Sparing Young Children the Affliction of Body Image

A mother not associated with my school told me of her concerns regarding her 3-year old child.  The 3-year old is much shorter than others in her age bracket and the comments about her childs’ height have started to make the child self-conscious.  The mother is worried that the stigma of being much shorter than her peers may deeply erode the child’s self-confidence.  Doctor’s have recommended starting the child on growth hormones to alleviate some of the height discrepancy.  The mother is extremely dedicated and loving, and refuses to take that option as she doesn’t see it in the best interests of her child.

This example highlights a problem that keeps getting bigger and more difficult to deal with.  Why are young children more self-conscious about their body now than ever before?  What are we doing about it?

It seems as if the problem is getting worse and we are becoming less able to respond to it.

Pre-teens have never been so obsessed with their looks and so insecure about their imperfections. I read an article that points to a recent study in the UK where almost 600 children below the age of 13 have been treated in hospital for eating disorders in the past three years.

Many point to the advertising industry.  They blame magazine covers and their gaunt models for creating an unrealistic perception of the average body size and type.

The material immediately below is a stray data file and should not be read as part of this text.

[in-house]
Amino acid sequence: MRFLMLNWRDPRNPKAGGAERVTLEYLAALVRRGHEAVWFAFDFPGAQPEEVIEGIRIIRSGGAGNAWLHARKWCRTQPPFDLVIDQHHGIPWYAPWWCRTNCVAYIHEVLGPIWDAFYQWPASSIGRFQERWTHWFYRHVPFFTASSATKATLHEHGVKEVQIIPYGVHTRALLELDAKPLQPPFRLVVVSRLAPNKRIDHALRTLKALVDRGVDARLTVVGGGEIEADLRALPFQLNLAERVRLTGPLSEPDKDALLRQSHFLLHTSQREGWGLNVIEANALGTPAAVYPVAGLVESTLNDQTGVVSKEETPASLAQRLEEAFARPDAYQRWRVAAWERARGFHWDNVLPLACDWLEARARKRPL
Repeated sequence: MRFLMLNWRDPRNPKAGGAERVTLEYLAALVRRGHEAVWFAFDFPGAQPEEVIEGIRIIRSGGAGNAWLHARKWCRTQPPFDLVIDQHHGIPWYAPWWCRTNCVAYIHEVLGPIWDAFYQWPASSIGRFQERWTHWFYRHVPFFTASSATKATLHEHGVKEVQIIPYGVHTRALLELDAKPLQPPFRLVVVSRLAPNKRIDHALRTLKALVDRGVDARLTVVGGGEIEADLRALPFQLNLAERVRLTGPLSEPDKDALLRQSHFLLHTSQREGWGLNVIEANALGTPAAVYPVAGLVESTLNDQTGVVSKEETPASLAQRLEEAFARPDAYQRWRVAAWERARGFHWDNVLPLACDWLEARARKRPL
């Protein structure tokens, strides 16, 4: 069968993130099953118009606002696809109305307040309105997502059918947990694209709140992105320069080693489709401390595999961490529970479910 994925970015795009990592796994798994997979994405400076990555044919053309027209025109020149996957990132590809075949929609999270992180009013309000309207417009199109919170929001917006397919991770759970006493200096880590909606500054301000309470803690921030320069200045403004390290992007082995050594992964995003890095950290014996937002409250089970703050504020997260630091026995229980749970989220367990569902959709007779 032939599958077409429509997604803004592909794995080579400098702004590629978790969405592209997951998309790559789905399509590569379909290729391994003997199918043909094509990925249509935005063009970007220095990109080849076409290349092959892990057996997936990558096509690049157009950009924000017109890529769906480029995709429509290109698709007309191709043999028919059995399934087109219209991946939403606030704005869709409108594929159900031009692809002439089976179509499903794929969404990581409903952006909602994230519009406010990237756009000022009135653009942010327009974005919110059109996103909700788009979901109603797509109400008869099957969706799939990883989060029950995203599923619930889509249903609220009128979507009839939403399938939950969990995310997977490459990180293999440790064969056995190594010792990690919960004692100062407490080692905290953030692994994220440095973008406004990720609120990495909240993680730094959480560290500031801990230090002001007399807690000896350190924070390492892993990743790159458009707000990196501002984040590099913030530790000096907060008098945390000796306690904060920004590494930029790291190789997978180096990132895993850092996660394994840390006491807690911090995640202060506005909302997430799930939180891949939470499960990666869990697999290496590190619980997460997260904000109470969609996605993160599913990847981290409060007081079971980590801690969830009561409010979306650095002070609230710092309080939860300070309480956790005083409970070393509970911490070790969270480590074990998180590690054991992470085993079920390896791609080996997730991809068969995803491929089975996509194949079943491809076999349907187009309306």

But isn’t advertising just a mirror of our own hopes and dreams?  If they put more meat on Barbie’s unhealthily skinny body, wouldn’t sales be adversely affected?

What bothers me is that parents face an uphill battle with empowering their children to be content with their own looks.  No matter how much time and energy they put into trying to make their children feel secure and attractive, peers and others in society tend to tear them down.

Has the problem gone too far to remedy?  Is blaming the advertisers and media really worth the trouble?  How much power do parents have in helping their children overcome societies unhealthy and unrealistic obsession with body image and beauty?


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2 Responses to “Sparing Young Children the Affliction of Body Image”

  1. Carl D'Agostino Says:

    Many of these teens today would sell a kidney for those special sneakers or those jeans that cost a week’s groceries. How do these welfare families provide those phone things for all the kids even the six year olds.They associate stature with so many things that have no real stature at all.

  2. Charity Says:

    I all the time used to study piece of writing in
    news papers but now as I am a user of net so from now I am using net for
    articles or reviews, thanks to web.

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